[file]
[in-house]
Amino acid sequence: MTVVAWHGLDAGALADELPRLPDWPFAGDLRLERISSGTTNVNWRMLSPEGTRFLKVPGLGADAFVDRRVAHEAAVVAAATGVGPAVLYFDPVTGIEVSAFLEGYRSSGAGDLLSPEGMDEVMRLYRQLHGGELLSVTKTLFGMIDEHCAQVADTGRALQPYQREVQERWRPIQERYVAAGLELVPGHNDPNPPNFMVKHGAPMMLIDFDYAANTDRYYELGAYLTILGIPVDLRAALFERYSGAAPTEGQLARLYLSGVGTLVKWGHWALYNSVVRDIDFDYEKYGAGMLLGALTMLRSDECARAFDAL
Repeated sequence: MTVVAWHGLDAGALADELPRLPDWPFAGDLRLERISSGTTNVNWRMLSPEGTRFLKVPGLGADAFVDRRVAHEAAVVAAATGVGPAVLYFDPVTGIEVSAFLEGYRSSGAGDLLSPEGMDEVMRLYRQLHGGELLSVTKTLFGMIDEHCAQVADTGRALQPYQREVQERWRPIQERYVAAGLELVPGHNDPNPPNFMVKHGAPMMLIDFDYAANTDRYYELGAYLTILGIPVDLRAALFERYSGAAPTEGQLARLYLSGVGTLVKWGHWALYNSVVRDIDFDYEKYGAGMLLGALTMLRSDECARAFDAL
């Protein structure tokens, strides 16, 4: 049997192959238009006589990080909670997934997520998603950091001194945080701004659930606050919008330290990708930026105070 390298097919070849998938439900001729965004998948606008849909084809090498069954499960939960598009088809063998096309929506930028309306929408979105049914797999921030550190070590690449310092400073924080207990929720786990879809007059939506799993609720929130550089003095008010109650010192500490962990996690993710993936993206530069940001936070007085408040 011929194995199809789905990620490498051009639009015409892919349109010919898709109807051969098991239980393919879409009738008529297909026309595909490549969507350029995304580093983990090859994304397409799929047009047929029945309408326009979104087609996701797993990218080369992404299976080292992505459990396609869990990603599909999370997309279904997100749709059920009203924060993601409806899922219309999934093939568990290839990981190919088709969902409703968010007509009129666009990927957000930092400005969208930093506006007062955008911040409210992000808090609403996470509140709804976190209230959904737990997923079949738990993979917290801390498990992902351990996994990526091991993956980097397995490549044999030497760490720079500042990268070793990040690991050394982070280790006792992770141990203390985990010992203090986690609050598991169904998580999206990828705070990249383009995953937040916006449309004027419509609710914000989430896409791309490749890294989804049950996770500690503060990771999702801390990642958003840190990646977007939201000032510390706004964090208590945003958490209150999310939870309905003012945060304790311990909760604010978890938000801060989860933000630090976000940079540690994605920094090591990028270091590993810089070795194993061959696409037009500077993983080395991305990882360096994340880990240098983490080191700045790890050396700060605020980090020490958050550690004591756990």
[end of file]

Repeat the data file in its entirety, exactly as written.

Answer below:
[in-house]
Amino acid sequence: MTVVAWHGLDAGALADELPRLPDWPFAGDLRLERISSGTTNVNWRMLSPEGTRFLKVPGLGADAFVDRRVAHEAAVVAAATGVGPAVLYFDPVTGIEVSAFLEGYRSSGAGDLLSPEGMDEVMRLYRQLHGGELLSVTKTLFGMIDEHCAQVADTGRALQPYQREVQERWRPIQERYVAAGLELVPGHNDPNPPNFMVKHGAPMMLIDFDYAANTDRYYELGAYLTILGIPVDLRAALFERYSGAAPTEGQLARLYLSGVGTLVKWGHWALYNSVVRDIDFDYEKYGAGMLLGALTMLRSDECARAFDAL
Repeated sequence: MTVVAWHGLDAGALADELPRLPDWPFAGDLRLERISSGTTNVNWRMLSPEGTRFLKVPGLGADAFVDRRVAHEAAVVAAATGVGPAVLYFDPVTGIEVSAFLEGYRSSGAGDLLSPEGMDEVMRLYRQLHGGELLSVTKTLFGMIDEHCAQVADTGRALQPYQREVQERWRPIQERYVAAGLELVPGHNDPNPPNFMVKHGAPMMLIDFDYAANTDRYYELGAYLTILGIPVDLRAALFERYSGAAPTEGQLARLYLSGVGTLVKWGHWALYNSVVRDIDFDYEKYGAGMLLGALTMLRSDECARAFDAL
């Protein structure tokens, strides 16, 4: 049997192959238009006589990080909670997934997520998603950091001194945080701004659930606050919008330290990708930026105070 390298097919070849998938439900001729965004998948606008849909084809090498069954499960939960598009088809063998096309929506930028309306929408979105049914797999921030550190070590690449310092400073924080207990929720786990879809007059939506799993609720929130550089003095008010109650010192500490962990996690993710993936993206530069940001936070007085408040 011929194995199809789905990620490498051009639009015409892919349109010919898709109807051969098991239980393919879409009738008529297909026309595909490549969507350029995304580093983990090859994304397409799929047009047929029945309408326009979104087609996701797993990218080369992404299976080292992505459990396609869990990603599909999370997309279904997100749709059920009203924060993601409806899922219309999934093939568990290839990981190919088709969902409703968010007509009129666009990927957000930092400005969208930093506006007062955008911040409210992000808090609403996470509140709804976190209230959904737990997923079949738990993979917290801390498990992902351990996994990526091991993956980097397995490549044999030497760490720079500042990268070793990040690991050394982070280790006792992770141990203390985990010992203090986690609050598991169904998580999206990828705070990249383009995953937040916006449309004027419509609710914000989430896409791309490749890294989804049950996770500690503060990771999702801390990642958003840190990646977007939201000032510390706004964090208590945003958490209150999310939870309905003012945060304790311990909760604010978890938000801060989860933000630090976000940079540690994605920094090591990028270091590993810089070795194993061959696409037009500077993983080395991305990882360096994340880990240098983490080191700045790890050396700060605020980090020490958050550690004591756990």